Fiery Brown and Black Beetle

Another fly from the latest swap.   On a roll!

Fiery Brown and Black Beetle


Size 14 hook

Black thread (I used 6/0)

Fine gauge copper

Crow feather fibres (I also used deer hair, but the feathers have a much more beetle like texture)

Fiery Brown dubbing – I mixed this batch up in my coffee grinder (permanently nicked from the kitchen) with a mixture of brown super possum and some hot orange nymph lifecycle.   Seals fur is the norm if you can get it.


The Tie

  1. Start your thread – I usually leave a bit of a gap at the eye as I tend to crowd it otherwise…   Wind on a little past the bend, and come back halfway.  The idea is to leave a bit of a tag.
  2. Tie in your wire ribbing, don’t forget to leave a bit of a tag.
  3. Tie in half a dozen of so crow feather fibres by the ends – adjust amount as required for larger hooks or according to taste.
  4. Dub on your body – aim for a bit of a bulge in the middle.  Stop when the thread stops (remember, you left a gap for visual cue didn’t you?)
  5. Wind your ribbing wire forward, tie it off and trim/break off the tag.
  6. Carefully pull the crow forward to the eye – you’re trying to keep them parallel to each other.
  7. Tie it off – I usually start a little back from the eye, wind forward to the eye to trap it, then fold the ends back, wind back a couple of turns and then trim what’s left.
  8. Whip finish.




Tom Jones (variant)

Typically the Tom Jones is tied with wallaby fur for the wing, but I reckon subbing it with rabbit fur might give it a bit more zing.  Here’s my version :-
Size 14 nymph hook
6/0 black thread
Black hackle fibres for tail
4 wraps of 0.15 lead (or lead free sub)
Fine copper wire
Fish scale tape
Olive super possum
Olive rabbit


  1. Mount hook in vise – debarbed or not per preference or location
  2. Wrap four turns of lead wire 2-3mm from the eye
  3. Start your thread, trapping the lead in place and then wrap down to in line with the point
  4. Tear off and stack a small bunch of hackle fibres for the tail
  5. Tie in the tail, length 1/3 to 1/2 shank length according to taste
  6. Tie in your copper wire in-line with the start of the tail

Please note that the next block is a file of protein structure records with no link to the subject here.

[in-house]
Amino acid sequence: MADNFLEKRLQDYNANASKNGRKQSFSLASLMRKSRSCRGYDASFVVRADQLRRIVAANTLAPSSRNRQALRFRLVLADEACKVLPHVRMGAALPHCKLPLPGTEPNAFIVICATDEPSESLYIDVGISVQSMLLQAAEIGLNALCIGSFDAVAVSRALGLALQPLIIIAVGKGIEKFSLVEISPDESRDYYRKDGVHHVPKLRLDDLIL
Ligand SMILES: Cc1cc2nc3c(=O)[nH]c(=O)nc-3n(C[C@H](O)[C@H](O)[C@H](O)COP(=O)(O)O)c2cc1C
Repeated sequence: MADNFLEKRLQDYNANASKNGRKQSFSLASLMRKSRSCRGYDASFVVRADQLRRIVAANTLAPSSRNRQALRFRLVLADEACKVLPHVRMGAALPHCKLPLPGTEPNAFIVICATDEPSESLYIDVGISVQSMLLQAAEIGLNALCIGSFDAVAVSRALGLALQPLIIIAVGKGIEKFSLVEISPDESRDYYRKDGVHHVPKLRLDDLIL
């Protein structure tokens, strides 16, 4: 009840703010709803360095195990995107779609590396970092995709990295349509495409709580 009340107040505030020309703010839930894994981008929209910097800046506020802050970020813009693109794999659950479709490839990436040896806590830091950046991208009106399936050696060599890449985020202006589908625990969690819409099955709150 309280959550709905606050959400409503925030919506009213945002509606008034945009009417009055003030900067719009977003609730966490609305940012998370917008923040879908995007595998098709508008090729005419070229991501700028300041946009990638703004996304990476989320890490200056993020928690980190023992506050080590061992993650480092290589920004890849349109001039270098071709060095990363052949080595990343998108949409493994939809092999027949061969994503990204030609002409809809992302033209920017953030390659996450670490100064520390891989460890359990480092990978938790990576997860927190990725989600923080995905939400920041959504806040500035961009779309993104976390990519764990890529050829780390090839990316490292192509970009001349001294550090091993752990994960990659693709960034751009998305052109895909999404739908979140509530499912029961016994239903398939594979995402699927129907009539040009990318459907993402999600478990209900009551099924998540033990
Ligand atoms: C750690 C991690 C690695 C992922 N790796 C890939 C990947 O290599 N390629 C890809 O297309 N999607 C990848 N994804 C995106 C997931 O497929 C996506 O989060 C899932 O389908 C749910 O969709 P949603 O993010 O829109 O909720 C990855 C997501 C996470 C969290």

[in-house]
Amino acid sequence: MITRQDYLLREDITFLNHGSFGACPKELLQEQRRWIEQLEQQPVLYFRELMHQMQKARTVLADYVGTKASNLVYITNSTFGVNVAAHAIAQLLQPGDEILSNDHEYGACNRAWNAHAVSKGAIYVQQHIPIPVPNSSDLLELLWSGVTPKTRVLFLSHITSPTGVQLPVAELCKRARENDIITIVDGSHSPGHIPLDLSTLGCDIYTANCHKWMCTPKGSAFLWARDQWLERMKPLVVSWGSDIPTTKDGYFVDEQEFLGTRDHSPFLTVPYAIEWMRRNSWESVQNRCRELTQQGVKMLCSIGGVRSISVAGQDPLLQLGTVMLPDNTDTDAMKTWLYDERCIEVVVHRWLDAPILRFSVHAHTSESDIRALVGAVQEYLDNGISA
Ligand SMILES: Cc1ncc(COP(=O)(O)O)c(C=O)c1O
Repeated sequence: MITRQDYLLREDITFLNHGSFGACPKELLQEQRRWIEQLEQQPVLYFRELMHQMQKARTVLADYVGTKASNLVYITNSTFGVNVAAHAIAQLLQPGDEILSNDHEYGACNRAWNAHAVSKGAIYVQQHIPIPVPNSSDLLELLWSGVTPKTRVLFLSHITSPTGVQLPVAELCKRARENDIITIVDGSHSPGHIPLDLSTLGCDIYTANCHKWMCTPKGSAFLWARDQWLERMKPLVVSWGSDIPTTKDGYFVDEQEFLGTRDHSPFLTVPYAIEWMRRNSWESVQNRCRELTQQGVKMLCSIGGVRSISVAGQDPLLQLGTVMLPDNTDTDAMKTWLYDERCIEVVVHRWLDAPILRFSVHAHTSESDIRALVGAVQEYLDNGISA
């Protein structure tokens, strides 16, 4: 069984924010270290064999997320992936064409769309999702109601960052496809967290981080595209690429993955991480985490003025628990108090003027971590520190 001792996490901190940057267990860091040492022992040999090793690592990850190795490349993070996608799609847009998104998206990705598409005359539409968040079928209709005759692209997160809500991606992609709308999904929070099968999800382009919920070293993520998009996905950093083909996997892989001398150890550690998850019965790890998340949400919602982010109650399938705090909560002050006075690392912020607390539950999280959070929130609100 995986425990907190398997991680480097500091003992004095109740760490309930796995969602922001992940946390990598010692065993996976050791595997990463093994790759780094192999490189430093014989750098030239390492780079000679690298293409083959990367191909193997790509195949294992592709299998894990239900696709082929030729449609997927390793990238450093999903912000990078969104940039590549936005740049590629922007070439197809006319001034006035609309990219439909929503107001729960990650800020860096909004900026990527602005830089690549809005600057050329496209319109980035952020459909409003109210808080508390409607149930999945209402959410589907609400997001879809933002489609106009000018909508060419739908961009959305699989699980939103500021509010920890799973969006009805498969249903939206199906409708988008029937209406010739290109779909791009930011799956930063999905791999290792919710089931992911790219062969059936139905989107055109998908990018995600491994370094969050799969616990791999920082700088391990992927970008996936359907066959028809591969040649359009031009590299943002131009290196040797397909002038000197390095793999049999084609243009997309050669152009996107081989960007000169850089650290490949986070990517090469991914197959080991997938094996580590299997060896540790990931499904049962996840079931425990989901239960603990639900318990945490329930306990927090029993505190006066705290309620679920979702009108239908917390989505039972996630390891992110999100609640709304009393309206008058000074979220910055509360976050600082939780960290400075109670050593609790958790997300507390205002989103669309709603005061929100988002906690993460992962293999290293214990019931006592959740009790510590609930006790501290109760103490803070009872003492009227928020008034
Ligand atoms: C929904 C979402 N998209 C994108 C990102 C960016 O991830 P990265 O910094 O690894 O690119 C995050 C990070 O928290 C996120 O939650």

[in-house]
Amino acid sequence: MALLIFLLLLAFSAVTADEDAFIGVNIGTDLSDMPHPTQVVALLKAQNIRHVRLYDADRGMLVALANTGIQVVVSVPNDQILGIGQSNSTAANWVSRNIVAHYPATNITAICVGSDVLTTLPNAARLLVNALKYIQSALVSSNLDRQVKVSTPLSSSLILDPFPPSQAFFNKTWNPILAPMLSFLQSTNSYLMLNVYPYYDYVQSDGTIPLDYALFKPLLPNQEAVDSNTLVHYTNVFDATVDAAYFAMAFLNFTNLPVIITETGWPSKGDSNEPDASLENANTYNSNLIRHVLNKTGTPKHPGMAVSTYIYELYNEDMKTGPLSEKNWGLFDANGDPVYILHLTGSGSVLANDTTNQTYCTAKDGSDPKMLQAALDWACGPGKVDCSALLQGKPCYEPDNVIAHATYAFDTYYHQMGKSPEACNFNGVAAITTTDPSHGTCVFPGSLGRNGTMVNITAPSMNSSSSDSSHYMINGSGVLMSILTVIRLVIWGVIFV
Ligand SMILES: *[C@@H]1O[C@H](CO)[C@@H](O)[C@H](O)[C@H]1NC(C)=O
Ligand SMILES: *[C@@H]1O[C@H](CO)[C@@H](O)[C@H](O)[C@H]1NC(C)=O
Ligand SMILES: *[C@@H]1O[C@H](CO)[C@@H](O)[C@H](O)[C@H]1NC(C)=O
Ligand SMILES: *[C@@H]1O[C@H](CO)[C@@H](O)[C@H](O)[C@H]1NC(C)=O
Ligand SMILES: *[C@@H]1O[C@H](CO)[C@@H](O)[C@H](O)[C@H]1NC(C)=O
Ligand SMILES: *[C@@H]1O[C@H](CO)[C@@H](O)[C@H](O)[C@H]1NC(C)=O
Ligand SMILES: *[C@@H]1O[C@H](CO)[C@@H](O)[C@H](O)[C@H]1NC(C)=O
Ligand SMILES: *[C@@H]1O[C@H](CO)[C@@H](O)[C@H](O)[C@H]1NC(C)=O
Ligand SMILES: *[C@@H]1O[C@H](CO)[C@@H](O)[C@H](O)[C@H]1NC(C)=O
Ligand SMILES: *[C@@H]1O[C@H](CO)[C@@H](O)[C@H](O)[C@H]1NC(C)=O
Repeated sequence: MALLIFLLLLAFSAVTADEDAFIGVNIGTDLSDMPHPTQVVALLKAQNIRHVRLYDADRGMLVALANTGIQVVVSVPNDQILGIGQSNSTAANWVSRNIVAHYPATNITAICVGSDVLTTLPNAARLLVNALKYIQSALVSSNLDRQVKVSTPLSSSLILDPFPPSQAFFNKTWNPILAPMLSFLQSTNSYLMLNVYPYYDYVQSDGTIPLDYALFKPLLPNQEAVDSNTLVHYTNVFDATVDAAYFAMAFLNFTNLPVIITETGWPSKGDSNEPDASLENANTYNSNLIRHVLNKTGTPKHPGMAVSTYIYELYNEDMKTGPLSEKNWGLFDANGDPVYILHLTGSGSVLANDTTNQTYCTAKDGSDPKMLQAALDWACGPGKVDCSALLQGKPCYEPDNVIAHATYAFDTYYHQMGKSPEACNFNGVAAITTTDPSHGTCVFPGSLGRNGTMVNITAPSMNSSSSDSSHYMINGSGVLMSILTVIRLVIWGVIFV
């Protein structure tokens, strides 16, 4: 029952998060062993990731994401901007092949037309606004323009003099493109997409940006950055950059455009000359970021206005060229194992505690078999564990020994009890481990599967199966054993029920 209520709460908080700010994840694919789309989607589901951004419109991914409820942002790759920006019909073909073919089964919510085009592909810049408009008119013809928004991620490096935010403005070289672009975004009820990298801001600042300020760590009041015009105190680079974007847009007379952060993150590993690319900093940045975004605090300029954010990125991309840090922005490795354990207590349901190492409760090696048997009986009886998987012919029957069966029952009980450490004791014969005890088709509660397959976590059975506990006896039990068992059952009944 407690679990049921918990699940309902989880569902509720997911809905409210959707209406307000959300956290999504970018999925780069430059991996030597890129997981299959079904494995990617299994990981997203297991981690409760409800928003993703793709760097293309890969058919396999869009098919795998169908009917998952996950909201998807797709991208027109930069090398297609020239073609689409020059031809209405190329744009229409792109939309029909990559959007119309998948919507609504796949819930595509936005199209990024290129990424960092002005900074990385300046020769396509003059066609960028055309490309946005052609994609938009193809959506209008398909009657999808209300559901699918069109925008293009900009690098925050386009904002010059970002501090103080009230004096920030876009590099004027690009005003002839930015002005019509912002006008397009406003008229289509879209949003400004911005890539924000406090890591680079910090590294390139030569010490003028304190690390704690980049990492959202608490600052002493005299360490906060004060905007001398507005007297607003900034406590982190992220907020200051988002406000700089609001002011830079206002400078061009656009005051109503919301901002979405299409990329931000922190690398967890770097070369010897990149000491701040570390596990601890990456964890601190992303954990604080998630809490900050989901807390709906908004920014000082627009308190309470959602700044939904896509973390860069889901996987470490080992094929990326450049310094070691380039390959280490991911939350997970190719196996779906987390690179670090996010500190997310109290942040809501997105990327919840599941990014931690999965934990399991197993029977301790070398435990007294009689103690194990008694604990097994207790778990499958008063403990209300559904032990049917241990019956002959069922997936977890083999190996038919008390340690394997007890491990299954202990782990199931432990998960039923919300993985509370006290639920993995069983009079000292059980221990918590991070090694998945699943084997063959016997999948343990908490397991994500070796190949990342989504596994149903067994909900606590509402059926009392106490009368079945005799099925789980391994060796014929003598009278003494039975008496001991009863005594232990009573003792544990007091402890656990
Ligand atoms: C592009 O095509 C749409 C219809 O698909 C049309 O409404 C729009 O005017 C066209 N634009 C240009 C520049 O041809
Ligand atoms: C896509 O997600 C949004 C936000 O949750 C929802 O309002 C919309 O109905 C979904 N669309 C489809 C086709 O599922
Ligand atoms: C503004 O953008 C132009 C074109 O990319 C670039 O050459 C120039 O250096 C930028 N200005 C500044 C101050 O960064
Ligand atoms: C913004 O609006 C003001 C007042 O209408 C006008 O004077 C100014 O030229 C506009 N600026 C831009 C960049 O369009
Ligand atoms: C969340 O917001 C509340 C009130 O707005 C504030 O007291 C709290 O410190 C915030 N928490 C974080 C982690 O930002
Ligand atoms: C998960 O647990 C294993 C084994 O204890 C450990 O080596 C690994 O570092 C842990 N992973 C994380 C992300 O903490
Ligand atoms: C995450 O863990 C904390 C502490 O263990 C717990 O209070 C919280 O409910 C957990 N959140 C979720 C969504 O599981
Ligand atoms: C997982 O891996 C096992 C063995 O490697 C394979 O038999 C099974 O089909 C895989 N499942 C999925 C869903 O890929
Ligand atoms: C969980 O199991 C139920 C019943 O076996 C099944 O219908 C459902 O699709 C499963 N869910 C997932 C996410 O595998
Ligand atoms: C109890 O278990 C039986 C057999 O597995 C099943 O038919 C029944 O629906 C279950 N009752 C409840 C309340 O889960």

7. Tie in the fish scale tape at the bottom of the shank
  8. Dub in a small amount of dubbing from the tail to be inline with the point
  9. Cut/tear of a small hank (slightly larger than a match head) of rabbit from the hide, and cut/remove the underfur (usually keep the leftovers to turn into more dubbing later)
  10. Tie the rabbit to the top of the hook facing back towards the tail – length about same as tail
  11. Dub over the butt ends, same length as step 8
  12. Cut/tear of another small hank of rabbit from the hide and tie in per step 10, maybe a mm or two longer
  13. Dub to the end of lead/start of the head area
  14. Pull the fish scale to the head area and tie off
  15. Carefully wrap the wire up, with out running it through the rabbit
  16. Tie a neat head and you’re done.



Nymph Fly Swap

Last year just in time for the start of the new season, some of the guys on the Flylife forum held one of their infamous fly swaps.   I’d been in one previously and embarrassed myself a little with a tad too much tardiness, but figured what the hey, let’s try again.   The theme was early season nymphs for the river season opening.   I’ve mentioned previously that I’d created a new pattern called the Harey Maclarey.   Finally got around to taking photos of all them and reckon the otherguys did a stellar job – any shortfalls are my crappy photography.  Now that they’ve been recorded for posterity, into the box they go!


Blowfly ~ Higa’s SOS
Blowfly ~ Higa's SOS

jas b ~ stick caddis
jas b ~ stick caddis